Global Disasters Displace 72 Million
Thursday, 18th October 2012 at 9:48 am
More than 72 million people around the world were forced to leave their homes last year as a result of disaster, conflict and development, a new report has revealed.
The World Disasters Report 2012 by the International Federation of Red Cross and Red Crescent Societies (IFRC) also says that disasters caused $350 billion in damage, the highest figure in over two decades.
The IFRC says that the high cost is despite the fact there were fewer disasters in 2011 than in recent years, with large scale disasters such as the Japan tsunami, Christchurch earthquakes and floods in Queensland hitting developed countries.
Acting chief executive of Australian Red Cross, Michael Raper, said that the World Disasters Report shines a light on the growing number of people displaced by conflict, violence, persecution and political upheaval, natural disasters, and large-scale development projects.
"The issue of refugees and asylum seekers tends to cause great debate in Australia but of the tens of millions of people around the world displaced by conflict, persecution, disasters and development last year, less than half of one per cent came to this country," Raper said.
The World Disasters Report 2012 is focussed on forced migration and on the people forcibly displaced by conflict, political upheaval, violence, disasters, climate change and development projects. The IFRC says these numbers are “increasing inexorably” each year.
"Right now the world is facing a humanitarian crisis of forced migration in Syria where more than 1.2 million people have fled their homes due to the fighting and around 340,000 refugees have crossed into neighbouring Jordan, Lebanon, Iraq and Turkey,” Michael Raper said.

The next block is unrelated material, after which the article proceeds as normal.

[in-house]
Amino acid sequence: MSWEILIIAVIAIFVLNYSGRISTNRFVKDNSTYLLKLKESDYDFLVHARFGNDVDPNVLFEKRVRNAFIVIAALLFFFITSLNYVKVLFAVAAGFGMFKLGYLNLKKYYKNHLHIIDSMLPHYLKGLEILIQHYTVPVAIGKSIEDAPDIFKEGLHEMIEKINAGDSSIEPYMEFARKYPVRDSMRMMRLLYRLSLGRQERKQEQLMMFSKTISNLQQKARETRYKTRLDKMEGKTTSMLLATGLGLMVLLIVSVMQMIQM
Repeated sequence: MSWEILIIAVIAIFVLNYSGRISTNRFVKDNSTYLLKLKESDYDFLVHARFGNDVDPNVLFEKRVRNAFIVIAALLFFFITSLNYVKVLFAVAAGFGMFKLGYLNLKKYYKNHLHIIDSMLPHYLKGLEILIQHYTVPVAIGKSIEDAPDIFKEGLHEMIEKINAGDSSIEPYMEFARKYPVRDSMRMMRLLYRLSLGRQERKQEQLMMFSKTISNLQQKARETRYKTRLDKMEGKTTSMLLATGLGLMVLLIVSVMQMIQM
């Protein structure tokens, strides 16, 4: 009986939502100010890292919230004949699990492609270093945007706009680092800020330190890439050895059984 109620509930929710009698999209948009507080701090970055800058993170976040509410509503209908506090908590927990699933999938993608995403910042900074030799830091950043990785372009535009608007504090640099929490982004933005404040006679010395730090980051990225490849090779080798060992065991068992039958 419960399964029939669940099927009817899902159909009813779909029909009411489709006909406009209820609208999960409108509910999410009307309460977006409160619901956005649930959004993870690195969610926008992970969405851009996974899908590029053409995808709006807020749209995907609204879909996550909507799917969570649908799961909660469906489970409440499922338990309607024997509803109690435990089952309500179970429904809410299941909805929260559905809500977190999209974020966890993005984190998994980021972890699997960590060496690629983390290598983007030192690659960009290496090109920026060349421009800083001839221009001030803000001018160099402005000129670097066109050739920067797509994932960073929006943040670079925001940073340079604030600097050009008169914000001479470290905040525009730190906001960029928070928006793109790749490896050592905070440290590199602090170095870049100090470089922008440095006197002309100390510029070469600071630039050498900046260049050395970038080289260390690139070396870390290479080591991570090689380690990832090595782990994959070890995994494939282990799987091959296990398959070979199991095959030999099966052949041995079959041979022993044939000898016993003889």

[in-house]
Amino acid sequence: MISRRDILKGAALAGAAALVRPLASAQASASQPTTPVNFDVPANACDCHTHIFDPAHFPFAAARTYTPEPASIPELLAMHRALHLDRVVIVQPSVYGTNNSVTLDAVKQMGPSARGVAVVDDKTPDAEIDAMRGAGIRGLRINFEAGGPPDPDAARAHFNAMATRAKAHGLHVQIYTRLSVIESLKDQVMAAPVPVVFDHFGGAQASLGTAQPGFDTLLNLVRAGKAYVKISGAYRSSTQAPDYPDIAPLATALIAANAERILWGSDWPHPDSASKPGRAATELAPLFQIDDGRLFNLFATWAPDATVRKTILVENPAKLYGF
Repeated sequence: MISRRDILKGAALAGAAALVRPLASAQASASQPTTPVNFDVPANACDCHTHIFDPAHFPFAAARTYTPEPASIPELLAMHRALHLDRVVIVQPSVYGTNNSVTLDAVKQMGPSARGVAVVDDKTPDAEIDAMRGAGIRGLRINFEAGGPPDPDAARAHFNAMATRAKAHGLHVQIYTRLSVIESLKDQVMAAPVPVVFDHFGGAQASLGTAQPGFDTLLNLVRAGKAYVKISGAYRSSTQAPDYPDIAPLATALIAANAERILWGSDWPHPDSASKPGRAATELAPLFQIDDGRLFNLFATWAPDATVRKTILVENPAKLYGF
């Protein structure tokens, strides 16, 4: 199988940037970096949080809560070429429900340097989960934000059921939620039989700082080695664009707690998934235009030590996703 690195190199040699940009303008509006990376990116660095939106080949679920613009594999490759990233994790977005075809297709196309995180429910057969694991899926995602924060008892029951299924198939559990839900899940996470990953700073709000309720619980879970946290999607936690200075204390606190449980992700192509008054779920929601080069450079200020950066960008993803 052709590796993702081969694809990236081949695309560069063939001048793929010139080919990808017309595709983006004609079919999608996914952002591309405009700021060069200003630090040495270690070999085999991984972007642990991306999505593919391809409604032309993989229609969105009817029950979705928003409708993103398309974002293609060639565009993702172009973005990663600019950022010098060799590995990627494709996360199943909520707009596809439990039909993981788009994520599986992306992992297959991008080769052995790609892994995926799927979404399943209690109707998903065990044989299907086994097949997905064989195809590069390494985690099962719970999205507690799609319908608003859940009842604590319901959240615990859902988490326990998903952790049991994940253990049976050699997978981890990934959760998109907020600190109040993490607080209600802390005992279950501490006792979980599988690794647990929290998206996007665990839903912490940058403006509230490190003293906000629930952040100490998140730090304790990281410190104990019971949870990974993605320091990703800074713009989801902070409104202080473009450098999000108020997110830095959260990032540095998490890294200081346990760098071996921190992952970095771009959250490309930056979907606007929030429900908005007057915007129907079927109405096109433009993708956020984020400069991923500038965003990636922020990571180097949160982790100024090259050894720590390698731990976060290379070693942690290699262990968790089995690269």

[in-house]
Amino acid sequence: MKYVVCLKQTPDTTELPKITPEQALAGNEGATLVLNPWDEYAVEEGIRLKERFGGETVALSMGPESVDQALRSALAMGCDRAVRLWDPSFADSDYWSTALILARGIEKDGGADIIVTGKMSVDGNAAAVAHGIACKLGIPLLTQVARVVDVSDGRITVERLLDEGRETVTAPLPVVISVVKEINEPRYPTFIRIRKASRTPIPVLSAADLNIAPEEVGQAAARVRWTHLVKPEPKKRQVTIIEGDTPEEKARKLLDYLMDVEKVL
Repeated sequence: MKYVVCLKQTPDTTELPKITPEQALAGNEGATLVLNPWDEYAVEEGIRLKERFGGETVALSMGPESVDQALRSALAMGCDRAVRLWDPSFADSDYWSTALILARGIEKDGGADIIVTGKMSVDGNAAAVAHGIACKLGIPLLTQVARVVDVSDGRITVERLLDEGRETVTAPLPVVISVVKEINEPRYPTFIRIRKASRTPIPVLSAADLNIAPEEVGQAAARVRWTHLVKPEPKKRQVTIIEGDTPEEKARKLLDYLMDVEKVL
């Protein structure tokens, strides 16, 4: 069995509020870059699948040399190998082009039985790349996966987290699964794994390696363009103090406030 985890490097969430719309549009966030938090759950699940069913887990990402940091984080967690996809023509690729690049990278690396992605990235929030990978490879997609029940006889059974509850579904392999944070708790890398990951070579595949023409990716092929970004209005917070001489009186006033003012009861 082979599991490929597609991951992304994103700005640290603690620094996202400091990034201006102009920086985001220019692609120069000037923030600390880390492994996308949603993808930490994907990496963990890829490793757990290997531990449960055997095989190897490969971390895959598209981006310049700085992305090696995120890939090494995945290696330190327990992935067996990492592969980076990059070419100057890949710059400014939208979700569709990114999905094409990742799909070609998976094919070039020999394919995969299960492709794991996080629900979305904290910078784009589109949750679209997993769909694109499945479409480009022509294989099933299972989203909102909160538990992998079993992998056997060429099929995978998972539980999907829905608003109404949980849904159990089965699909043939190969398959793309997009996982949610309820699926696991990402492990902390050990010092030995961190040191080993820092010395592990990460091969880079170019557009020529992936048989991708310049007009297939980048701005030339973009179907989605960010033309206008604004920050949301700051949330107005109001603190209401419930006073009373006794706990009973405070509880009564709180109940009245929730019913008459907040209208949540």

"There is a real risk people fleeing the conflict in Syria will join the 20 million forced migrants worldwide who are living in a state of prolonged displacement, typically unable to work or access social services.
The World Disasters Report analyses the causes of forced migration and its consequences and impacts on displaced populations, their hosts and humanitarian aid workers.
It looks at the significant gaps in humanitarian protection for ever-increasing numbers of forced migrants who do not fit into conventional categories of protection, and the public health challenges caused by forced displacement, particularly for women, children and those with mental ill-health problems.
United Nations High Commissioner for Refugees, Antonio Guterres, said that forced displacement is one of the most acute and visible consequences of disasters and conflict.
“Its scale and complexity have increased dramatically in recent years,” Guterres said.
“The World Disasters Report 2012 makes a critical contribution to our understanding of how the changing nature of conflict, climate change, population growth and urbanization interact with and accentuate vulnerability.
“The report articulates a vision which places displaced and other affected communities, and their protection and assistance needs, at the heart of our collective response.”